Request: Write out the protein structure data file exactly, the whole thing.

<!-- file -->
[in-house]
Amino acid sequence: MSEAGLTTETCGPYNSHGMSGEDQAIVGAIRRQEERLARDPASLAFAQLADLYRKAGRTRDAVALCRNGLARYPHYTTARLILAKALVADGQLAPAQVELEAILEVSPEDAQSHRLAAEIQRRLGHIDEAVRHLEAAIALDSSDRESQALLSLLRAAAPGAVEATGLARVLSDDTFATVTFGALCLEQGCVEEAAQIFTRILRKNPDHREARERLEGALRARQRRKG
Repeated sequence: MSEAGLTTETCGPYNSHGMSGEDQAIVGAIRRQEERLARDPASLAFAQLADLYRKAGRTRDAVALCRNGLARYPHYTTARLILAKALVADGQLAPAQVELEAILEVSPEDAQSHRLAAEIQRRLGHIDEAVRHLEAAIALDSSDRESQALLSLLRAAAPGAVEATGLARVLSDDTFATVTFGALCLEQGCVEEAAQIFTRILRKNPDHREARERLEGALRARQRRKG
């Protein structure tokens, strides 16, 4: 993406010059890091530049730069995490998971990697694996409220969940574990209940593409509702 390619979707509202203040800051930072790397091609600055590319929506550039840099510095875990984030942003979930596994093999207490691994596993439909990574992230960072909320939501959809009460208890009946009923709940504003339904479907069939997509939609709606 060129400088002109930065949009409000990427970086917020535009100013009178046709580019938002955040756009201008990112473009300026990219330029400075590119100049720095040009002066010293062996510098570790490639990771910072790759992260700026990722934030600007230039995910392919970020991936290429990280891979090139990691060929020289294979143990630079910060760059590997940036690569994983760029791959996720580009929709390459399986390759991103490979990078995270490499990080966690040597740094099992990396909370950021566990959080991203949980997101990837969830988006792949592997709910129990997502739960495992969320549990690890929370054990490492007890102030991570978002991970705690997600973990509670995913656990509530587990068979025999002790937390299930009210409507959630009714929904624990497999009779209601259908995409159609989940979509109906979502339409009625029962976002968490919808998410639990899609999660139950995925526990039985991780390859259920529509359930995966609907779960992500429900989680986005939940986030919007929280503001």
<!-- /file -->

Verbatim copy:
[in-house]
Amino acid sequence: MSEAGLTTETCGPYNSHGMSGEDQAIVGAIRRQEERLARDPASLAFAQLADLYRKAGRTRDAVALCRNGLARYPHYTTARLILAKALVADGQLAPAQVELEAILEVSPEDAQSHRLAAEIQRRLGHIDEAVRHLEAAIALDSSDRESQALLSLLRAAAPGAVEATGLARVLSDDTFATVTFGALCLEQGCVEEAAQIFTRILRKNPDHREARERLEGALRARQRRKG
Repeated sequence: MSEAGLTTETCGPYNSHGMSGEDQAIVGAIRRQEERLARDPASLAFAQLADLYRKAGRTRDAVALCRNGLARYPHYTTARLILAKALVADGQLAPAQVELEAILEVSPEDAQSHRLAAEIQRRLGHIDEAVRHLEAAIALDSSDRESQALLSLLRAAAPGAVEATGLARVLSDDTFATVTFGALCLEQGCVEEAAQIFTRILRKNPDHREARERLEGALRARQRRKG
């Protein structure tokens, strides 16, 4: 993406010059890091530049730069995490998971990697694996409220969940574990209940593409509702 390619979707509202203040800051930072790397091609600055590319929506550039840099510095875990984030942003979930596994093999207490691994596993439909990574992230960072909320939501959809009460208890009946009923709940504003339904479907069939997509939609709606 060129400088002109930065949009409000990427970086917020535009100013009178046709580019938002955040756009201008990112473009300026990219330029400075590119100049720095040009002066010293062996510098570790490639990771910072790759992260700026990722934030600007230039995910392919970020991936290429990280891979090139990691060929020289294979143990630079910060760059590997940036690569994983760029791959996720580009929709390459399986390759991103490979990078995270490499990080966690040597740094099992990396909370950021566990959080991203949980997101990837969830988006792949592997709910129990997502739960495992969320549990690890929370054990490492007890102030991570978002991970705690997600973990509670995913656990509530587990068979025999002790937390299930009210409507959630009714929904624990497999009779209601259908995409159609989940979509109906979502339409009625029962976002968490919808998410639990899609999660139950995925526990039985991780390859259920529509359930995966609907779960992500429900989680986005939940986030919007929280503001």